Carnegie Mellon University

Still of Penguin's practice rink from newscast

October 01, 2021

NHL’s Penguins Install Boards Designed by CMU Students

Professional hockey is getting ready to kick off the 2021-22 regular season. And CEE students’ innovative work is making the experience safer for players.

Three years ago, through a Rethink the Rink project, students were tasked with creating dasher boards that would reduce the impact felt when players crashed the boards. After feedback and testing by the National Hockey League and USA Hockey, the Pittsburgh Penguins recently announced that the dasher boards had been installed in the practice rink at UPMC Lemieux Sports Complex.

Rethink the Rink is a collaborative initiative between CMU, The Pittsburgh Penguins, and Covestro, a world-leading supplier of high-tech polymer materials.

Sally Chen (center) with other members of her team. During a weeklong Make-A-Thon at Hamerschlag Hall’s Maker Space, student teams created prototypes of the dasher boards, then presented their concepts to high-level executives for the Penguins and Covestro. In 2018, CEE student Sally Chen participated in the program as part of a multi-disciplinary team. Chen, in 2018, explained that her education prepared her to be a valuable part of the team—mostly through the building classes she’s taken. “I got a good sense of how to put pieces together and how far the gaps [in the boards] should be.” Chen also utilized experience from her civil engineering courses to determine the best ways to test, control variables, and understand results.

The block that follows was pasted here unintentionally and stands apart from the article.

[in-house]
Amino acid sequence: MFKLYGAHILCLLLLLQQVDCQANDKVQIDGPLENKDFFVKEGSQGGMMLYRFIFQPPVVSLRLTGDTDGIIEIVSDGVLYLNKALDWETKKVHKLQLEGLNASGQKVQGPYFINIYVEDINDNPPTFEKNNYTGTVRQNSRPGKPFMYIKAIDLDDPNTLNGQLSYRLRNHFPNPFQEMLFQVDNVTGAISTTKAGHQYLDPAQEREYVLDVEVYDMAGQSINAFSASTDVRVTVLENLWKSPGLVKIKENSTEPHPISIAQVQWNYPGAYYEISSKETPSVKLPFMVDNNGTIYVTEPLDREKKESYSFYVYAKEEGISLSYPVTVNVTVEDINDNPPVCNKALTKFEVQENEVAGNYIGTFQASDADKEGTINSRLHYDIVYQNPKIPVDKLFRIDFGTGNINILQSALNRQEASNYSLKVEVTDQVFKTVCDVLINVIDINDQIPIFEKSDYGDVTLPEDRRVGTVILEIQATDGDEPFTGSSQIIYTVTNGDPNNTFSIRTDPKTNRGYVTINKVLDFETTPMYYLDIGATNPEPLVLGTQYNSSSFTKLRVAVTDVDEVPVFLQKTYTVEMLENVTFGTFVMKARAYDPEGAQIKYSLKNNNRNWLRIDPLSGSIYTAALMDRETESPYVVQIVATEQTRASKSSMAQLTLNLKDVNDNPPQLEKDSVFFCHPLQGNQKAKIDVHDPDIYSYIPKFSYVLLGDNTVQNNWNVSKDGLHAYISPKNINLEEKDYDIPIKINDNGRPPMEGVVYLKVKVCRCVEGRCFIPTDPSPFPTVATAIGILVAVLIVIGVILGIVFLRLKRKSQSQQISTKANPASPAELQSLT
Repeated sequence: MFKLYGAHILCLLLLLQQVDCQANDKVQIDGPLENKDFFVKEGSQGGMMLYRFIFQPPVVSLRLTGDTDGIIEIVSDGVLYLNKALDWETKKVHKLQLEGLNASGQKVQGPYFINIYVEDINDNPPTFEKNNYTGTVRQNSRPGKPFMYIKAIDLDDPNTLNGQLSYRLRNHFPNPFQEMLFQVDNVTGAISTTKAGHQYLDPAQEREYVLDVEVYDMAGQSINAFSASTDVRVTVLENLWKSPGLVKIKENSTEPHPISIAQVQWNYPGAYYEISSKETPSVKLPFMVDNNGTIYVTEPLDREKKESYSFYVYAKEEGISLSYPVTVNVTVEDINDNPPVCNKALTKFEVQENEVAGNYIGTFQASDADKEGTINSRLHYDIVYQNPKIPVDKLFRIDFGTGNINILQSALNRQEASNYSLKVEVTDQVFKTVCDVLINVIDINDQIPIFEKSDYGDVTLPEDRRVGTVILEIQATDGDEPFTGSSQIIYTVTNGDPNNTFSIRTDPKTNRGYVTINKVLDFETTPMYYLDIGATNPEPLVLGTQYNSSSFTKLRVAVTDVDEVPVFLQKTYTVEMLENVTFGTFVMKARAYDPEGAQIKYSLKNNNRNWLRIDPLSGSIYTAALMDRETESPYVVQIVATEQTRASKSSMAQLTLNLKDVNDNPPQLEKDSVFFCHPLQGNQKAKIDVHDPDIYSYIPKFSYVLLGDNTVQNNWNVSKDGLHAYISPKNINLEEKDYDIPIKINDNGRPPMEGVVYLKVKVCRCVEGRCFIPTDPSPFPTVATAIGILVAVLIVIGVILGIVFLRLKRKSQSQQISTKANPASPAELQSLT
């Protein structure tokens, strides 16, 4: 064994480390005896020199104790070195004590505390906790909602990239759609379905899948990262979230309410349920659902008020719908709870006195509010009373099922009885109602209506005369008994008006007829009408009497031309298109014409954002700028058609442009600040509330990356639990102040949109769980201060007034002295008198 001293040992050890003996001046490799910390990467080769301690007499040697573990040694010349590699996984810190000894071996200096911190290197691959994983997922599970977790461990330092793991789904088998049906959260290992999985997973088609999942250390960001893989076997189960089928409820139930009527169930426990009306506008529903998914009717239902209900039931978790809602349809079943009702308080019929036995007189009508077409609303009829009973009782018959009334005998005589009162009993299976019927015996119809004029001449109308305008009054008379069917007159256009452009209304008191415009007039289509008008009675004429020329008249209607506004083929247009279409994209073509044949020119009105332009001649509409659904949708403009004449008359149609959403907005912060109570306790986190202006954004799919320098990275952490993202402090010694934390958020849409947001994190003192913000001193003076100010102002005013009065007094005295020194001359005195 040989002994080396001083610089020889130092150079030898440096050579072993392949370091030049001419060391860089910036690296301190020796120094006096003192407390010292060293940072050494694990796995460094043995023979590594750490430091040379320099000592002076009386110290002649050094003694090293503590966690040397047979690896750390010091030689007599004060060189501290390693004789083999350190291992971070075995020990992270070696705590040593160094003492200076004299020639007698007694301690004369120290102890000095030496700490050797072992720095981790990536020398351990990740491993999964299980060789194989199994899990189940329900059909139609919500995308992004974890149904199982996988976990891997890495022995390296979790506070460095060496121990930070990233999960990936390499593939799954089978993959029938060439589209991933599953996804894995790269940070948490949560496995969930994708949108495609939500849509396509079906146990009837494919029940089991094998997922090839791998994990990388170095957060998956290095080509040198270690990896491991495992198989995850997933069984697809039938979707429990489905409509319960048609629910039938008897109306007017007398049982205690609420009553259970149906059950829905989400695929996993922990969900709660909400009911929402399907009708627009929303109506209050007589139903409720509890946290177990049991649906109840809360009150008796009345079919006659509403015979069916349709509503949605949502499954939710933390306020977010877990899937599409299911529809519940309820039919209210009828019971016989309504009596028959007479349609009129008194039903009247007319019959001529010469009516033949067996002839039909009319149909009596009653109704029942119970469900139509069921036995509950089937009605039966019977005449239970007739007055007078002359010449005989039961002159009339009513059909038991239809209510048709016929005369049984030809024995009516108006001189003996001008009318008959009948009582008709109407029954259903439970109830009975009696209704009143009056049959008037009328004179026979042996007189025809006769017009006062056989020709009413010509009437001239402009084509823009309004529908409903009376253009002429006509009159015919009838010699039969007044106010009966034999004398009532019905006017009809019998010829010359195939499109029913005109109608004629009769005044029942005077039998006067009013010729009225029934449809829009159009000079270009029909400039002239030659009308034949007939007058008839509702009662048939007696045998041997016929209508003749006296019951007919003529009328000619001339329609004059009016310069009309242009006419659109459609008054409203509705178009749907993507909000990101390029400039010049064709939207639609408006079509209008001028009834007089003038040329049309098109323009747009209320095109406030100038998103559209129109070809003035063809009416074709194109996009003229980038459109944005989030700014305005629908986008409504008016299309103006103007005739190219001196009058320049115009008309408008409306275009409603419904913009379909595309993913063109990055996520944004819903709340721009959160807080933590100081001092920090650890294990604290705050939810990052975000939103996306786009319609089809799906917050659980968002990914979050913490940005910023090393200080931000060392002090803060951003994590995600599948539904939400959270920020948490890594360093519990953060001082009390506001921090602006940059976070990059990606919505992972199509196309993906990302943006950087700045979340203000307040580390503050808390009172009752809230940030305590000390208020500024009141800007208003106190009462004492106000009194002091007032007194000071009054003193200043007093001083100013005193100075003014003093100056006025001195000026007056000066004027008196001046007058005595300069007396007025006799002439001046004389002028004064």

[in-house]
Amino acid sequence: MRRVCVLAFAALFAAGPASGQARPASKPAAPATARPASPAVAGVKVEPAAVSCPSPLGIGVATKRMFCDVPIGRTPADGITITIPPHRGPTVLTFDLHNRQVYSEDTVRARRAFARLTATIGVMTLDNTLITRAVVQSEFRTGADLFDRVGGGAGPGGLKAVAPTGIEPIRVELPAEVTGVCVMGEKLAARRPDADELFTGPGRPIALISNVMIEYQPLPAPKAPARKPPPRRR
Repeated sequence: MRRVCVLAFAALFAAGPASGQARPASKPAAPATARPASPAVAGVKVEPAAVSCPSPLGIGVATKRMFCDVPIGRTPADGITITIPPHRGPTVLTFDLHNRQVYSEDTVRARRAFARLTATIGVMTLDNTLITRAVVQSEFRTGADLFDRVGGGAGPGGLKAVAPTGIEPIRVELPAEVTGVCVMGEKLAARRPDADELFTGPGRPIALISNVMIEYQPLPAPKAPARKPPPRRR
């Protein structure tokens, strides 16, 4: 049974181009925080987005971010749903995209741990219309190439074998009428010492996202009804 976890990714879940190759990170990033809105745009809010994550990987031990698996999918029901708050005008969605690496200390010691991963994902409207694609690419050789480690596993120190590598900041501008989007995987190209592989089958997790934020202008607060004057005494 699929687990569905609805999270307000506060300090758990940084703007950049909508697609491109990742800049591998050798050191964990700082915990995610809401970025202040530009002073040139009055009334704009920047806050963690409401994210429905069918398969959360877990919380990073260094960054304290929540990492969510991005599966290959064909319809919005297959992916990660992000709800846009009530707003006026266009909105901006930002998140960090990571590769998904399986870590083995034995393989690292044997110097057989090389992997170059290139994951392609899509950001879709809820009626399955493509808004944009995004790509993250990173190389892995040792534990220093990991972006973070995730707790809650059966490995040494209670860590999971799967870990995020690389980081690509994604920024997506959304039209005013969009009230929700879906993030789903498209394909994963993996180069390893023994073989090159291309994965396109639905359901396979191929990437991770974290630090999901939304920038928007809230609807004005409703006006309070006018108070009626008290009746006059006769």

According to Terry Kalna, the Penguins’ Chief Revenue Officer, the mix of the Pens’ hockey expertise and Covestro’s materials science provided a backbone for the project. But he told local news station KDKA that the students’ insights added new perspective to the project. “We needed the brilliance that the students brought. This wide-eyed approach to ‘we can make anything better than what we have today.'”

The students’ design will have an impact beyond the Penguins’ practice rink. The boards they created are now available for purchase by recreational ice rinks. Rethink the Rink is just one of the innovative ways that CEE students are learning by doing. In this case, the end results are safer alternatives for both hockey players and ice skaters—allowing them to reduce on-ice risk while enjoying their sport.